Whitewater Kayaking

Group Raft Up

What We Do

The Hoofers Outing Club whitewater group provides the equipment and instruction to members of all levels of ability to experience, learn, and progress in whitewater activities with the comfort of paddling with experienced paddlers. Club members paddle kayaks, decked canoes (C-1) and open canoes.

Beginner level trips are held at “pool sessions” (either the Bakke or Nicholas Rec Center pools) during the chillier months and then locally as water temperatures begin to rise. More advanced level trips (requiring a higher rating) involve more travel but some of the places you may expect to see trips go out to are the Pike river, the Peshtigo river, various sections of the Wolf river, and many more. Hoofer leaders will help you go from complete novice to an experienced paddler.


For more information contact our Whitewater Kayaking Chair at whitewater@hooferouting.org.

Find out when we're hitting the river here

Check out our ratings here

Getting Started

Your first step is to attend a pool session or a lake lesson (specifically a whitewater orientation). They’re equivalent lessons but pool sessions are held during the winter while lake lessons are held in the summer and early fall. In order to attend a whitewater orientation, you will need to do a swim test. Usually swim tests are able to be done at the orientation so just alert your leader that you will need to do a swim test so they can plan accordingly. Swim tests will also be held independent of orientations. A standard swim test includes a 100 meter swim and 5 continuous minutes of treading water. From there, you will work your way through the rating (see rating system below) to whichever level of river-running you desire. If you already have preexisting whitewater experience, you must complete a swim test and lake lesson where your skills will be assessed.

The perfect time to start is NOW! Reach out to the Whitewater Chair at whitewater@hooferouting.org to see when the next swim lesson or whitewater orientation are. If there are none posted, let the Whitewater Chair know that you’re interested so they can get a lesson set up! Again, whether it’s chilly or not outside, pool sessions/lake lessons will be held semi-regularly and are an awesome opportunity to build your skillset for moving water.

Alec Stern Squirt

Rating System

Hoofers Outing Club has a rating system that acts as a measurement of paddling ability. The general progression for kayaks is as follows:

  1. Swim Test - Demonstrates ability swim.
  2. Lake Rating - Base paddling rating.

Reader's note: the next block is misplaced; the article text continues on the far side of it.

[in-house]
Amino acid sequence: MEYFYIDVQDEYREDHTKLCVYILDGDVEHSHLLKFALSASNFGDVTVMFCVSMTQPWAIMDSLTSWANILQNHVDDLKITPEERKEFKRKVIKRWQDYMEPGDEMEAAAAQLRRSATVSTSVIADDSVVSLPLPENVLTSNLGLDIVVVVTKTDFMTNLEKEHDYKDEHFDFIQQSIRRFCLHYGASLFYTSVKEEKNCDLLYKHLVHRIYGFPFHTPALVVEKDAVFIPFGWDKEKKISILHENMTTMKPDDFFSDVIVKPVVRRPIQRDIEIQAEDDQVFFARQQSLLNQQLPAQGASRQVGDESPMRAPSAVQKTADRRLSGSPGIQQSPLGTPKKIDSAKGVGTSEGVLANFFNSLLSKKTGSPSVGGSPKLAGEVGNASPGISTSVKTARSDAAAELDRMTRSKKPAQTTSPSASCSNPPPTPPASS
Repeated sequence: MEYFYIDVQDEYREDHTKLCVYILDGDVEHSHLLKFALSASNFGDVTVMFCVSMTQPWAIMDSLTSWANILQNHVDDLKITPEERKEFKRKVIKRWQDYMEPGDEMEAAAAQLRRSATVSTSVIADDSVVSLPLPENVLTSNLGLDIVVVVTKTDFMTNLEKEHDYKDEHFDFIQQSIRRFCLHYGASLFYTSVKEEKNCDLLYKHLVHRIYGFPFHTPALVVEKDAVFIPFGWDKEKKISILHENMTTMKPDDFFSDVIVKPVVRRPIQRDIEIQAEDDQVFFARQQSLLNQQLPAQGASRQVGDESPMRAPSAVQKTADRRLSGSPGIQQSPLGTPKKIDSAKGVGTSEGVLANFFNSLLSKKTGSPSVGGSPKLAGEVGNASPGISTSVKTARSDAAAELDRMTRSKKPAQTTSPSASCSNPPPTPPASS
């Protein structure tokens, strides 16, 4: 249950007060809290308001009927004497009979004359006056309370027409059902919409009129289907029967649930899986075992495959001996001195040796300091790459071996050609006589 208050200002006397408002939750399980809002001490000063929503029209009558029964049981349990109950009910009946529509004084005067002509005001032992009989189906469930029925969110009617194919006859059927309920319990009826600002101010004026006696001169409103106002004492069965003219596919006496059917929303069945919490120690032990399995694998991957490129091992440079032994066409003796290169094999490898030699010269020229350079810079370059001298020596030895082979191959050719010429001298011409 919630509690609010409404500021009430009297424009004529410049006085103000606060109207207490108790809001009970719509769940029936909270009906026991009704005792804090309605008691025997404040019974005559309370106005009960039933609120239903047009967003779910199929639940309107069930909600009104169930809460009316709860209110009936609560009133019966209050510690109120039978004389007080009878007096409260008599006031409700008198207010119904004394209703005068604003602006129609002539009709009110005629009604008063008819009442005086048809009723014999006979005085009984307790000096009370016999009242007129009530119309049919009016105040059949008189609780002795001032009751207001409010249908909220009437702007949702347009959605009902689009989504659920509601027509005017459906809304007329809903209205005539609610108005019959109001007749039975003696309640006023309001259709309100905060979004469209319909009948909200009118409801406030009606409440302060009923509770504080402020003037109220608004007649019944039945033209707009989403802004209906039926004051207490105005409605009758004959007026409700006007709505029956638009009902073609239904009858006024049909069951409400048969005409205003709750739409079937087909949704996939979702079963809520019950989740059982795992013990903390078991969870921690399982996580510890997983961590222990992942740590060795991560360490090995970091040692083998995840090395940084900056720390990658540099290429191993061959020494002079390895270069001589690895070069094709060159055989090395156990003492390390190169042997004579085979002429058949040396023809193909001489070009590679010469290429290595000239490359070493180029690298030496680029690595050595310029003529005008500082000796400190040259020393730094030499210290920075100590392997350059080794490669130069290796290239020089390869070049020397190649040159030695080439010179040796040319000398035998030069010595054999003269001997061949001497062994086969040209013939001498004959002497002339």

3. R1 - Actively learning how to paddle in moving current (eddy outs and peel outs).
  4. R2 - Comfortable capsizing in current and beginning to develop control on class II rivers.
  5. R3p - Comfortable on class II rivers and is capable in assisting with rescues. Is beginning to roll.
  6. R3 - Competent in reading and running class III rivers and can consistently roll up.
  7. R4p - Has demonstrated proficiency in reading and paddling class III water with ease.
  8. R4 - This rating is the highest rating given by the Hoofer Outing Club for decked canoes and kayaks and suggests that
    the paddler is competent to paddle any whitewater attempted by the Hoofer Outing Club.

Ratings are achieved by developing skills and gaining experience by attending Hoofer Outing Club trips. If you don't see any events posted on the activities website for your rating, don't hesitate to reach out to the Whitewater Chair to look at scheduling something. There's always people looking to paddle!

For a more detailed explanation of ratings and required competencies, either talk to an instructor or consult the Water Safety Code Section 2.2!

Educational Resources

For anyone looking to get an early jump on concepts and skills, a list of quality resources is below. It is often easier to understand how to perform a skill or move when it can be visualized, and videos often provide a unique perspective for "seeing it".

General Paddling

  • Forward Stroke - How to paddle a whitewater boat in a straight line. Harder than you might think!
  • Sweep Stroke - How to effectively turn a kayak.
  • Draw Stroke - How to control your boat in current. A great introduction.
  • Draw Stroke (Intermediate) - A great overview on not only how to do a draw stroke, but how to maximize the advantage gained by using it. Recommended for paddlers who have already been on a river and are beginning to understand paddling in current.
  • River Features - An introduction to the vocabulary relating to river features. This is how we refer to specific features while paddling.
  • Ferrying - How to move across the current.
  • Peel Out - How to exit an eddy and rejoin the current. This is why you practice forward, sweep, and draw strokes!
  • Eddy Out - How to exit the current and rest in an eddy.
  • Mid-river S-Turn - A way of slowing down mid rapid and demonstrating comfort with eddy outs and peel outs.
  • Eddy to Eddy S-Turn - A great way of demonstrating comfort on rivers. Shows competency in reading and running rivers

Rolling - All these videos are relatively equivalent. I recommend watching as many as you like and finding the one that resonates with you.